Words and pictures: Danny Adcock
Spring is upon us, meteorologically and astronomically. We may not feel it in the raw winds or the several inches of snow that fell overnight on parts of the North, but it will become more apparent with every passing day, and gather pace like a cavalry charge into the full blown gallop that will finally burst Summer’s defences. There will be some stumbles along the way no doubt, Winter is ever the worst hanger-on, like a drinker in a pub after last orders eking out the dregs of his pint, but there’s that inexorable something in the air that everyone, and every thing, feels. Yesterday under a blue sky, the hedgerows were beset with birds busying themselves frantically with preparations for the coming season. Blue, great and long-tailed tits dart and flicker with the urgency of flames that spread from bush to bush and twig to twig, occasionally disappearing within the confines of the ivy that in places smothers the hedges.
This time of year can feel schizophrenic. One minute I’m bathed in warm sunshine, sheltered from the breeze and too warm in hat and gloves, the next I’m in the shade at the edge of a pine plantation, where frost still rimes the grass between the bare earth of the sheep tracks fluting this way and that, and the air is frigid and hushed. Then a skylark sings and its song climbs like a curl of early morning mist in a shaft of warming sunlight; the seasons snapping back and forth between personalities.
Birdsong has the same ability as music to transport me out of body, to a time, a place, a feeling. Dinosaur Jr’s Freak Scene takes me back to legendary alternative nightclub the Pink Toothbrush in Rayleigh, Essex; The Wedding Present’s George Best to the pain of teenage love; the skylark’s song sends me to the village I spent the latter years of my childhood, where fields of ripening corn sloped the sides of the valley, and a shaggy Airedale terrier like an old rug ran beside me; the yellowhammer’s little-bit-of-bread-and-no-cheese lament takes me to a Summer evening in a different village, and my grandparents’ house where now another family’s car is in the driveway. Along the riverbank I walk now, where the grass clumps are tussocked into wigwams, a wren in humble brown shows herself briefly before disappearing shyly like a reclusive old lady. The song she leaves behind her is as clear as the chalk-filtered water, and it follows the river in a spate towards the sea, spilling over the sill of a little weir, and weaving under the willows that sentinel the bank. Again I time-hop more than thirty years. This time to where another wren sang boldly from the corrugated roof of a tumbledown shed below a stand of elderberry trees where we ran as wild as the garden sometimes grew, this time with a floppy eared, soppy black mongrel at our feet; half-remembered moments of childhood, like closed-up rooms in an attic suddenly filled with sunlight.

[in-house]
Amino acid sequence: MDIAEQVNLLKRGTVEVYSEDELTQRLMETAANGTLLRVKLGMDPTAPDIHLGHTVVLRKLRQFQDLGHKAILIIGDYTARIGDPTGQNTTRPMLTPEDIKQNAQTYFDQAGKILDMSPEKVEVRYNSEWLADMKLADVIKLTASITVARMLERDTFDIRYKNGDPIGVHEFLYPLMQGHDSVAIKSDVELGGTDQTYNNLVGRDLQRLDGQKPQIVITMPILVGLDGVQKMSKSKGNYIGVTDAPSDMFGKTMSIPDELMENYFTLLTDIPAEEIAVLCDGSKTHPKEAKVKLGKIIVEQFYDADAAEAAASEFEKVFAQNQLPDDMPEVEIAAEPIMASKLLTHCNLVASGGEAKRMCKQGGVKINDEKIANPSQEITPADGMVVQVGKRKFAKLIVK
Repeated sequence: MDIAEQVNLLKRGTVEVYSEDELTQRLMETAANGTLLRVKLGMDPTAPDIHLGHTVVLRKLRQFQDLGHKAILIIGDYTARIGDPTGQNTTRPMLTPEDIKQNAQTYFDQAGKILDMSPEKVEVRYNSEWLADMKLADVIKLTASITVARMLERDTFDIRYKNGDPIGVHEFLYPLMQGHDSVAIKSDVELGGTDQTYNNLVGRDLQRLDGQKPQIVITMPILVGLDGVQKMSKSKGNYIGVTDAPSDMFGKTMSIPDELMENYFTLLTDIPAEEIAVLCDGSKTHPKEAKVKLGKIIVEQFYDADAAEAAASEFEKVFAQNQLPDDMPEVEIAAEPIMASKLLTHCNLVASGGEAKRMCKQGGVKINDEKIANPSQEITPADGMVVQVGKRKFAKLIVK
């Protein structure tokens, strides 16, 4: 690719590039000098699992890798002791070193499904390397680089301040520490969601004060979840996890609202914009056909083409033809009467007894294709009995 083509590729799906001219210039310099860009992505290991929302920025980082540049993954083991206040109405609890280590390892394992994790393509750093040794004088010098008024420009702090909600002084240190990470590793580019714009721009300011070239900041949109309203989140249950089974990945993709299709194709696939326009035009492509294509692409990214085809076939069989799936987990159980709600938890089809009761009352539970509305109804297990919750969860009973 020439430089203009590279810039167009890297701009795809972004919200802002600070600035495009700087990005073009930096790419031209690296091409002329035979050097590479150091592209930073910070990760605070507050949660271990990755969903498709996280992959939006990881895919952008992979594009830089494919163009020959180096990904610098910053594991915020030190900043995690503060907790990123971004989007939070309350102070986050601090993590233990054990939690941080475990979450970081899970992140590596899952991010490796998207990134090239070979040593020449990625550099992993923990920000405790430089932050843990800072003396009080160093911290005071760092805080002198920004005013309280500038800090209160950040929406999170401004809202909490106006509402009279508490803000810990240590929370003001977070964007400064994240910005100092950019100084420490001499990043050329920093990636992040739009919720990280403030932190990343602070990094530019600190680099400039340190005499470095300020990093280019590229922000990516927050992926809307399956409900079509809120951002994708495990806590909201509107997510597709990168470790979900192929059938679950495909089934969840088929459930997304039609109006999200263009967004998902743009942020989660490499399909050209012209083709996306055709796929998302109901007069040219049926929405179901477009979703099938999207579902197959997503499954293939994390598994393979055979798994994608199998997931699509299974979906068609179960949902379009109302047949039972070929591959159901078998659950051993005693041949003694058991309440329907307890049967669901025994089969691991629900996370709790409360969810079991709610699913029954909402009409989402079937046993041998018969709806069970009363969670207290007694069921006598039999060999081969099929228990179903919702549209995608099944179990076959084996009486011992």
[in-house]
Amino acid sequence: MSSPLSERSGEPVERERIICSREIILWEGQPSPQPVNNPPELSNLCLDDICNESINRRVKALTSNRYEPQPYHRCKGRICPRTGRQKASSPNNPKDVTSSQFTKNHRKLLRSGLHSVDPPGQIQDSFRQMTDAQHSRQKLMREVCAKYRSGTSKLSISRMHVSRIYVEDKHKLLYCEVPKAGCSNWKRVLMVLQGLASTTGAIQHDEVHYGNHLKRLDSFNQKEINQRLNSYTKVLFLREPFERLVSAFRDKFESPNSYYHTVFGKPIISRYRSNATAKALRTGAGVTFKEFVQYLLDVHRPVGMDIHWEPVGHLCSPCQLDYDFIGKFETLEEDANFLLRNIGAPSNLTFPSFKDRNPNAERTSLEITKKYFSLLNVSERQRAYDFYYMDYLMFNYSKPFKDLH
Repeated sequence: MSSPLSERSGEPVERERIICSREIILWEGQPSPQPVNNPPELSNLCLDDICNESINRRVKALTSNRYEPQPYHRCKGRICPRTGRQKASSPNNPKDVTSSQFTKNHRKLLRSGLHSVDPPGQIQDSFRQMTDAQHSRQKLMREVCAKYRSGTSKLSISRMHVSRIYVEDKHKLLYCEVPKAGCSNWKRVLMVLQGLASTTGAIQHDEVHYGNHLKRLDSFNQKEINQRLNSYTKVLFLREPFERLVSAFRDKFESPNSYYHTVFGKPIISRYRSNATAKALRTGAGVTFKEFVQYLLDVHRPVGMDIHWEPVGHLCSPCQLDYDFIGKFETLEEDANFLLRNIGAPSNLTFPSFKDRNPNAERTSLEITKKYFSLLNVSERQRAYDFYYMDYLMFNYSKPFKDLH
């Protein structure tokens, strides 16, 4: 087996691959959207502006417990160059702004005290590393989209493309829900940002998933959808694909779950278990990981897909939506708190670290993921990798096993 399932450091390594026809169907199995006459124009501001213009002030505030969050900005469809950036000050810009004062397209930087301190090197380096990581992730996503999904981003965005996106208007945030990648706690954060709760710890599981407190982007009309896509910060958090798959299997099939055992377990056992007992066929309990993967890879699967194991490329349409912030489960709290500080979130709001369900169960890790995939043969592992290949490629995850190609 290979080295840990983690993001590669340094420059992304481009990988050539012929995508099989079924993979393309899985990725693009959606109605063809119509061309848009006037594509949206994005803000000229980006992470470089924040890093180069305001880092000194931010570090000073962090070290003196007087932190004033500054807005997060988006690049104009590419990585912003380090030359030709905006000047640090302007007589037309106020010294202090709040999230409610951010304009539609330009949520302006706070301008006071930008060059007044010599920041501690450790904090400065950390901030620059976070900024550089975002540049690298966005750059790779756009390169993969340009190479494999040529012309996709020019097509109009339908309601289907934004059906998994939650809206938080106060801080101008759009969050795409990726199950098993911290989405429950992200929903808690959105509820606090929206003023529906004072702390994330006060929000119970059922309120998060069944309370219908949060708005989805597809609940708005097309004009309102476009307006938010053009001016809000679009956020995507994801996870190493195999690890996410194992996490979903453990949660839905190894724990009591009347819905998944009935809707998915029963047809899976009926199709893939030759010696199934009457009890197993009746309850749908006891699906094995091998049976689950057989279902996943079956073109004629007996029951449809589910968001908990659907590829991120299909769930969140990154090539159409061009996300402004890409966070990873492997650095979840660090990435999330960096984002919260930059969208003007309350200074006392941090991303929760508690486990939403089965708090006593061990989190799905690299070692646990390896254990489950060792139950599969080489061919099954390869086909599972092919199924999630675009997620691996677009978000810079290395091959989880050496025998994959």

Swinburne wrote ‘When the hounds of Spring are on Winter’s traces, The mother of months in meadow or plain, Fills the shadows and windy places, With lisp of leaves and ripple of rain.’ The only leaves lisping today are those of the tree ivy, most of the hedges and deciduous trees are still bare, but there is a watchfulness of memory over the landscape – the ‘Mother of months’ is waiting, and very soon buds will begin to open, leaves unfold, and crops green the still-brown fields. Overhead, a buzzard on the wind is being mobbed by four rooks like whirligig beetles round a leaf turning slow circles on the quiet current of the river beside me. Its keen call is answered by another that rises into view over the pines where I think they are nesting. Very soon, if not already, they will be rearing chicks, and Winter will be the distant memory that Spring’s growth, and Summer’s warmth, will make it.